Amy Gibson: No, not always. There’s several stages.
Teri Struck: Alopecia areata?
Amy Gibson: That’s bald spots.
Teri Struck: Okay.
Amy Gibson: And that’s about the size of a dime to the size of the palm of your hand.
Teri Struck: Okay, so explain to our listeners for those who don’t understand.
Amy Gibson: Sure. If you see like a little baby bald spot and you see it get a little bit bigger, sometimes, that’s just from stress and it’s not “immune disorder.”
Teri Struck: Okay.
Amy Gibson: That’s number one. However, alopecia is an immune disorder and what happens is, the body, in simple terms, thinks it has a disease and the white blood cells fight against themselves and they end up causing hair loss. That’s the easiest way to put it without getting too technical.
Teri Struck: Right. Okay.
Amy Gibson: So then the next stage is totalis, which is where you lose all you hair on top, which is my story. And at Crown & Glory Enterprises, if you go, or you go to my site that I have which is AmysPresence, as in your presence P-R-E-S-E-N-C-E, AmysPresence, if you go to that dot.com, you’ll see my story and you’ll see the type of alopecia that goes on.
Teri Struck: And we’re also going to link your story to our website too.
Amy Gibson: Oh, good, so then everybody gets this information…
Teri Struck: …go to PersonalLifeMedia.com, we’re going to link Amy right there.
Amy Gibson: Oh, wonderful. Thank you.
And so then, there’s alopecia univeralis, which is where all body hair, eyelashes and eyebrows and that is devastating because, you know, you don’t realize, you and I, I only have totalis, but I am lucky enough to have my eyelashes and my eyebrows and my nose hair.
Now, just – you know, it’s interesting, we don’t realize that the eyelashes prevent dirt…
Teri Struck: Now, you really want your nose hair?
Amy Gibson: You know what I mean? But, they have a purpose, right?. God made everything for a purpose. It has a purpose. You know, it keeps the dirt out of your nose. You know? Right?
Teri Struck: Right. Okay, well that’s good to know.
Amy Gibson: So, when people come in with me with alopecia universalis, my heart really goes out, because they have even a harder road because they’ve got to make their eyebrows look good and tattooing sometimes works great. A good body art tattoo and you can certainly link me, they can come to me and I’ll tell them more use for that.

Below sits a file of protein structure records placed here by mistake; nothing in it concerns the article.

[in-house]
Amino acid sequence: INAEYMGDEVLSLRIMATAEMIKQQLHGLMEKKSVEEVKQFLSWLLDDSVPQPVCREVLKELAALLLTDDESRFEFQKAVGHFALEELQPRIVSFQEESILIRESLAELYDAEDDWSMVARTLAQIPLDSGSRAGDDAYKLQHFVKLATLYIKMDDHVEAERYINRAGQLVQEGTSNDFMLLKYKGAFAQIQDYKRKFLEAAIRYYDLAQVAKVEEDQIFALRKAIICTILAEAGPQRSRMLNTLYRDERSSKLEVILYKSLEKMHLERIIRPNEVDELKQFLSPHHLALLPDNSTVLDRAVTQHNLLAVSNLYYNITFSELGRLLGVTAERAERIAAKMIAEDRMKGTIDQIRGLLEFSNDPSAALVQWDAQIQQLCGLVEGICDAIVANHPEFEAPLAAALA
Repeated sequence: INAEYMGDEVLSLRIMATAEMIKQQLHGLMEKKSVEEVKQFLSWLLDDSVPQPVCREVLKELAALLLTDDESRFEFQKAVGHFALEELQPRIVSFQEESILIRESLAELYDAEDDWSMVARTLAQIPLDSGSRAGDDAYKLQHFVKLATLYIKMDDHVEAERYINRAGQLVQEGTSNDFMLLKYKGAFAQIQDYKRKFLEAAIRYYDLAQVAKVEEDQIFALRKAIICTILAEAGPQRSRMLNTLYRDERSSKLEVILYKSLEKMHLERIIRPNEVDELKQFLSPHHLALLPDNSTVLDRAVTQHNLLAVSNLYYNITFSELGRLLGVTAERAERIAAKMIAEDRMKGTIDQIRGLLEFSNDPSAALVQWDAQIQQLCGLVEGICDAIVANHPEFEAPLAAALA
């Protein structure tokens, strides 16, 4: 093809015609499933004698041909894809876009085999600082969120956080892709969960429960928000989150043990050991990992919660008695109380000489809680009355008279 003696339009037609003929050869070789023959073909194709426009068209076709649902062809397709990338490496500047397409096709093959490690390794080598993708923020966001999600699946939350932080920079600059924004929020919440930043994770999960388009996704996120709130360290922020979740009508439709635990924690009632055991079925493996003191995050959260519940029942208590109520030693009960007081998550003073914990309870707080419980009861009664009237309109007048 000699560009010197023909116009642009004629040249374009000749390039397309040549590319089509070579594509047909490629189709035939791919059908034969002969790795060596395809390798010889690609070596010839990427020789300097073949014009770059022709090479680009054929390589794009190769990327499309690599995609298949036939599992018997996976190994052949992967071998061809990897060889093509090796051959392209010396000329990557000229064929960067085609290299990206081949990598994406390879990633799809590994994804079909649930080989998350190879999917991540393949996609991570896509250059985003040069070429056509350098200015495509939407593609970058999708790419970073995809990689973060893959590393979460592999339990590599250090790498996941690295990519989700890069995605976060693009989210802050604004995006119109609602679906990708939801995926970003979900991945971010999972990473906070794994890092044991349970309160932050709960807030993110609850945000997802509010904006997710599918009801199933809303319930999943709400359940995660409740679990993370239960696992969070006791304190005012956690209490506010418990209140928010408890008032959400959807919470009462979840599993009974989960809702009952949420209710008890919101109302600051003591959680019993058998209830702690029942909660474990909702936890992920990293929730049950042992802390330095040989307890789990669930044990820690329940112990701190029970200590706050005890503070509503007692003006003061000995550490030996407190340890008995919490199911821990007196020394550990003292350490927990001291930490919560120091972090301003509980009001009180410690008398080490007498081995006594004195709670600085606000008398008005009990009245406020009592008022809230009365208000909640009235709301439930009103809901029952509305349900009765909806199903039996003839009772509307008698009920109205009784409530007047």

But, body art tattoo works great if you have a good brow. A person that has the real hairline sort of technique that looks like real hair. Or, you know, you can definitely get false eyelashes and we do them here at Crown & Glory, but you can also get them online. There are some wonderful, wonderful eyelashes now that are made of human hair that, literally, you cannot tell the difference.
Teri Struck: But how do false eyelashes stick on if you don’t have any hair for them to stick?
Amy Gibson: Because they stick on to the edge, edge of the lid.
Teri Struck: Oh, so that’s great. These are special then, not just the kind you can buy in the store.
Amy Gibson. Yeah! You can buy them in the store. That’s not the secret; the secret is putting them on.
Teri Struck: Oh, okay.
Amy Gibson: The real secret to doing eyelashes is with a toothpick. People go, “What!?” You take a tweezer and you take the lash out of the package. But the problem is, they’re usually too long and people think, “Oh, I better cut it from the inside. You never cut the lashes from the inside, always to the outside, and you measure them against your eyelids.
And, literally, looking straight ahead, which is definitely something you have to get used to, because, if you look down, it’s going to end up being too high on your lid. So, looking straight ahead, add just a little bit of glue, you take a little bit of glue on the toothpick and put it along on the edge of the lash and you make your hand real steady and you slowly guide the lash right on to the edge of the eyelid. Really quiet. And don’t trip out if you get, “Oh, my God, my eyes are blinking and oh, they’re going to start to tear.” Give yourself a break, take a…
Teri Struck: Oh, you know me, huh?